Replication technology inevitably raises questions about identity.  If A is scanned and then destroyed, and the information captured from A is used to make a replica, B, we may ask whether A and B are identical.  If we are inclined to think they are, there is a problem.  The process which allowed A to be replicated as B would allow a second replica C to be made.  B and C are not identical (they are two), yet B and C each have the same relationship to A.  Therefore A cannot be identical to B or C.  A relationship which supports replication cannot be identity.  Note that this difficulty applies to identity of objects in general, not just persons. A, B and C could be thumbtacks as easily as human beings.

Applied to thumbtacks, the above case is not terribly interesting.  In replicating manufactured things like thumbtacks (or more realistically, computer chips) what matters to us is not numerical identity; what matters is that they work.  For clarity, we would probably say that none of A, B and C are identical to each other.  But identity is not what matters, for thumbtacks.  Qualitatively similar thumbtacks are interchangeable for practical purposes, and we typically don’t bother to keep track of individuals.

It’s a different matter when we think about people.  Numerical identity of persons seems important.  Choosing a future for myself seems importantly different from choosing a future for someone else like me – no matter how similar.  The difference between these choices is, intuitively, ‘what matters’ about personal identity.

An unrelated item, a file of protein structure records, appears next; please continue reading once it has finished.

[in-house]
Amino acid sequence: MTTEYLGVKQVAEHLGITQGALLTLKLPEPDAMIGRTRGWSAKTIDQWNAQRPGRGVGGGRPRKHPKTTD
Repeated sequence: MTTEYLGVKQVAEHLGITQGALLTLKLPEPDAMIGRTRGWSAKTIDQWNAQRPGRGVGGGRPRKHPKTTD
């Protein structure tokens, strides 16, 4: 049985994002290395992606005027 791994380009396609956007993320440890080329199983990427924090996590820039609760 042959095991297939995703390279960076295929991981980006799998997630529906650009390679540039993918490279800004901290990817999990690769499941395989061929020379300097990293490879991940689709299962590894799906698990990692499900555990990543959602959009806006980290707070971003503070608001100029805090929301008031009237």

But maybe intuition is wrong on this score.  If I think about facing an important life choice, it’s quite a different experience than if I think about someone else facing such a choice.  Let’s call the ‘someone else’ Bernard, and let’s make the choice $5M.  The money has been left in Bernard’s trust by an eccentric uncle.  Under the terms of the will, Bernard can choose to confer all this money on himself or on a second cousin he has never met before, but who (Bernard discovers) greatly resembles Bernard.  When I consider Bernard’s choice, I don’t feel that it matters much which way he chooses.  But if the choice is mine – if I can either have the money or give it to a stranger, even a stranger who is ‘just like me’ – I feel that it matters a lot.  I think about what I could do with the money, how it would change my life – and that’s somehow different from thinking about what another lucky guy could do with it, even if he is very like myself, to the point of supporting the same charities, dreaming of a vacation on the same French Polynesian island, and working diligently on a project just like this one.  The difference is not subtle, not nuanced; it’s vivid, and powerfully motivating.  It doesn’t matter much to me what Bernard chooses, but it matters greatly how I choose.  How Bernard chooses matters to Bernard.